That property abuts the east side of the Whetstone Mountains and could provide an access road off State Route 90 that would eventually connect to existing Coronado National Forest roads.
As recently as June 2, Hanson advised top county officials that “it looks as though the forest access issue is going to be resolved, with the County, Game and Fish and the Forest Service working with Mike Reinbold (El Dorado).”
Included in that email was a communication from Matt Walton of AZGF stating “a feasible route” had been identified and was currently “under review by El Dorado.” That route was flagged by USFS road manager Walt Keyes after several stakeholders took a walking tour of the property to look at access options.
District 3 supervisor Richard Searle, who represents the J-Six and Benson area, shared the June 2 update with EMR, which Hearon says is another reason he held off as long as possible before filing the court action.
“We kept hearing from the county that ‘we’re close’ to a resolution, but without clear communication we are left with no option but to move forward with a lawsuit,” he explained.
“STOP THE CLOCK” PROPOSAL REJECTED
While Hanson continued working toward a deal for CNF public access via El Dorado Holdings, the statute of limitations clock continued to tick for Easter Mountain Ranch. Under Arizona law, a party normally has a deadline of one year from the date damages first occur in order to file a court action.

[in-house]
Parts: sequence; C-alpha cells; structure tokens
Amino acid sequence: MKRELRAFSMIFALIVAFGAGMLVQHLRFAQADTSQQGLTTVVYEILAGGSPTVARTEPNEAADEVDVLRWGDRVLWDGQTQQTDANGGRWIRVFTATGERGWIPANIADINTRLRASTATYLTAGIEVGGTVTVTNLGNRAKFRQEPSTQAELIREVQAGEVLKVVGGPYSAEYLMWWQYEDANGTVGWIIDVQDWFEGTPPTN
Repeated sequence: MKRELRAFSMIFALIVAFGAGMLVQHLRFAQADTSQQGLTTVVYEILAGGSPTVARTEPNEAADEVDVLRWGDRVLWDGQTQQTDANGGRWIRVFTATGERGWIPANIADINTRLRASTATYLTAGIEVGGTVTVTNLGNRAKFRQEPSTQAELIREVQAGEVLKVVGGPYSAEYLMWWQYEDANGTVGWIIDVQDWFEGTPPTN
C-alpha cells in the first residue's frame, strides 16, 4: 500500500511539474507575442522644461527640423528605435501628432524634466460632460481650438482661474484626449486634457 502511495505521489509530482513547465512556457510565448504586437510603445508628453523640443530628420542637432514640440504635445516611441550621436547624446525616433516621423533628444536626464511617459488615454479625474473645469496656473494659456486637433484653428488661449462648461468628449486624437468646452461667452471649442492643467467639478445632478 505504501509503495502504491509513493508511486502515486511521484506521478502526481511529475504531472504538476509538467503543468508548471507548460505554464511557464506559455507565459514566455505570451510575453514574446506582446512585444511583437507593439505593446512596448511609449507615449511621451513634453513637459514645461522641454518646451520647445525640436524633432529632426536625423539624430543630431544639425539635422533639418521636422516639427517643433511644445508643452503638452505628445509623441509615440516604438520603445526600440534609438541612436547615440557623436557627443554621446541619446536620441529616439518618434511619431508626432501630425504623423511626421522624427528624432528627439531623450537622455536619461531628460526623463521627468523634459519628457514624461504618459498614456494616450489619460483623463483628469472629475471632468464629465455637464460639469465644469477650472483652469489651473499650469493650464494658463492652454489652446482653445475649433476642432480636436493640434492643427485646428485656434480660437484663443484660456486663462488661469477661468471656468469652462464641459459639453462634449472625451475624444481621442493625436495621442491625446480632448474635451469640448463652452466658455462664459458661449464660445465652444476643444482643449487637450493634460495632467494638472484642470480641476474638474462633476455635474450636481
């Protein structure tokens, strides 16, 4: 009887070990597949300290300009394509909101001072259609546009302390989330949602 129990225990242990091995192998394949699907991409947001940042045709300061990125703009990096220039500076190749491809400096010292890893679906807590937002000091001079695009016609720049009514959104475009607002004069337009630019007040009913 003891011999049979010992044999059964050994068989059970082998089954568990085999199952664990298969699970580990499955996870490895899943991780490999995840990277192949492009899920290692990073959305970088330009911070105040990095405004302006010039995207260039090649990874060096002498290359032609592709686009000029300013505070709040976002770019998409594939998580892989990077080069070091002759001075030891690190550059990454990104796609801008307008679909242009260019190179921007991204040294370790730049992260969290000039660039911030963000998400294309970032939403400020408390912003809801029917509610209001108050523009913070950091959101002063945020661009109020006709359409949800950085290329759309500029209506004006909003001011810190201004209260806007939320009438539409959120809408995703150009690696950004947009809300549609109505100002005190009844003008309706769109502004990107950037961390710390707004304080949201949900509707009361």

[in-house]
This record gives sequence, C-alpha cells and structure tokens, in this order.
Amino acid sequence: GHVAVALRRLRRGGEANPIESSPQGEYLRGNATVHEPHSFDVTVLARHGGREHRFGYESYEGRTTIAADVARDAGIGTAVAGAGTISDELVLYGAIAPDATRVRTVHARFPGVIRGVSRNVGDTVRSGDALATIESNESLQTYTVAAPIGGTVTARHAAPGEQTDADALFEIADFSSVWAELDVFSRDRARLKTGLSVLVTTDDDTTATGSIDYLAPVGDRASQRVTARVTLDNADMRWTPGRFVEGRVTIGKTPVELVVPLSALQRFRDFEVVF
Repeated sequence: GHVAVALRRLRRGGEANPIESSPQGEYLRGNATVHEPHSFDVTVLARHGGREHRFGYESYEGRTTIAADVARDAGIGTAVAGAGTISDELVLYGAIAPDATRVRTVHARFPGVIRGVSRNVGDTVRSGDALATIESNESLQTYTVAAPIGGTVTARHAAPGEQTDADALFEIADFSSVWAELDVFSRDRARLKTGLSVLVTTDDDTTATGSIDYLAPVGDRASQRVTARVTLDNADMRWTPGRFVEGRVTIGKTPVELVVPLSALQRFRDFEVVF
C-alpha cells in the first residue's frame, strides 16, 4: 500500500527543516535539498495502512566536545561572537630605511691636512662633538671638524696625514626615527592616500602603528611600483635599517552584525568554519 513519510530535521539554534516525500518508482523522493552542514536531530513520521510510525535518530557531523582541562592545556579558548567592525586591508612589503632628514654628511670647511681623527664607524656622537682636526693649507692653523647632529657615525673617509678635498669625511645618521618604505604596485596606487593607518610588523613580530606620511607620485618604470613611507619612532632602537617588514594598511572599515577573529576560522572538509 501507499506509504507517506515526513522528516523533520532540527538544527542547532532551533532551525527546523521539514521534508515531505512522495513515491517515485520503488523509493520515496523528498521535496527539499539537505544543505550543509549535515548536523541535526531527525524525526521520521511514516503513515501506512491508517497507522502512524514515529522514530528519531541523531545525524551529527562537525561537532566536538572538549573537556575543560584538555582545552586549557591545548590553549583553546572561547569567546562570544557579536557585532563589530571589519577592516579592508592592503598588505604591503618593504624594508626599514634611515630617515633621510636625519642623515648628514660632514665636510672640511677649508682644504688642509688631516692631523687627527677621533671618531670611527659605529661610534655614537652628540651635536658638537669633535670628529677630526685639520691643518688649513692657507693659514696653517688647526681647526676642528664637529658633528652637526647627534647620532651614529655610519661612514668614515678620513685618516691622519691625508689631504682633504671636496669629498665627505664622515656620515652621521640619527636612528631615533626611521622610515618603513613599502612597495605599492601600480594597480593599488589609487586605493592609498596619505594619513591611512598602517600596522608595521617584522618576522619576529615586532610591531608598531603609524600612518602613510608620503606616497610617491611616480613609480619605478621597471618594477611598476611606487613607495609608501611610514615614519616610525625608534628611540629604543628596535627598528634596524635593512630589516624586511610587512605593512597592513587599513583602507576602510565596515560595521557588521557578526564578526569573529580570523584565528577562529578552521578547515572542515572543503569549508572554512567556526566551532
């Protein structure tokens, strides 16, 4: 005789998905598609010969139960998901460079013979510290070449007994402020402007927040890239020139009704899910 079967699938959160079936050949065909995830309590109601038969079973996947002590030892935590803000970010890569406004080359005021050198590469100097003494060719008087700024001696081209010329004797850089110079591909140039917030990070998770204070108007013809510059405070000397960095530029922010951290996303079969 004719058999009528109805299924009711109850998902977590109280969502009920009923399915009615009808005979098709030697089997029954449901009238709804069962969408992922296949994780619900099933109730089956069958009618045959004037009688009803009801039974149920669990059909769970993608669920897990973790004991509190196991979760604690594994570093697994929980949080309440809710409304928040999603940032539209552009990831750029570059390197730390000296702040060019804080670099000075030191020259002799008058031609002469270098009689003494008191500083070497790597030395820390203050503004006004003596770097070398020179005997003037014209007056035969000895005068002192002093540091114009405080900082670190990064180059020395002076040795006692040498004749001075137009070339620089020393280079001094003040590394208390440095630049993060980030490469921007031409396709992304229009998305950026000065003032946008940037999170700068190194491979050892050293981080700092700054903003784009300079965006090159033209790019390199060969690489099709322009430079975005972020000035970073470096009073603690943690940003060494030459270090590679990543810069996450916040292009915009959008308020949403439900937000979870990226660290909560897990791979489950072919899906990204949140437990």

With the one year anniversary of the July 14, 2015 vote approaching, Lenihan proposed a tolling agreement with the county. A tolling agreement is a legal maneuver that freezes the statute of limitations clock, allowing parties additional time to resolve issues or disputes without worrying about the calendar.
If a resolution cannot be worked out during the tolling period, the amount of days the agreement was in place does not count toward the deadline for filing a lawsuit.
Chief (civil division) deputy county attorney Hanson originally turned down the tolling agreement but the matter was later considered by the board in a special meeting on June 21. Although minutes of the executive session are not public, Hanson explained that the county declined “to sign the tolling agreement because we think the lawsuit has no merit.”
With the developer’s one year clock winding down and no tolling agreement in place, Hearon said he authorized legal action as a “last resort.”
When asked about the decision to forego the tolling agreement, supervisor Searle replied that he is prevented by state law from commenting on the matter. He referred any questions to Hanson, who responded that “nothing has changed” from the county’s previous position that EMR’s claims are without merit.
The county has until Aug. 1 to file an answer to EMR’s complaint.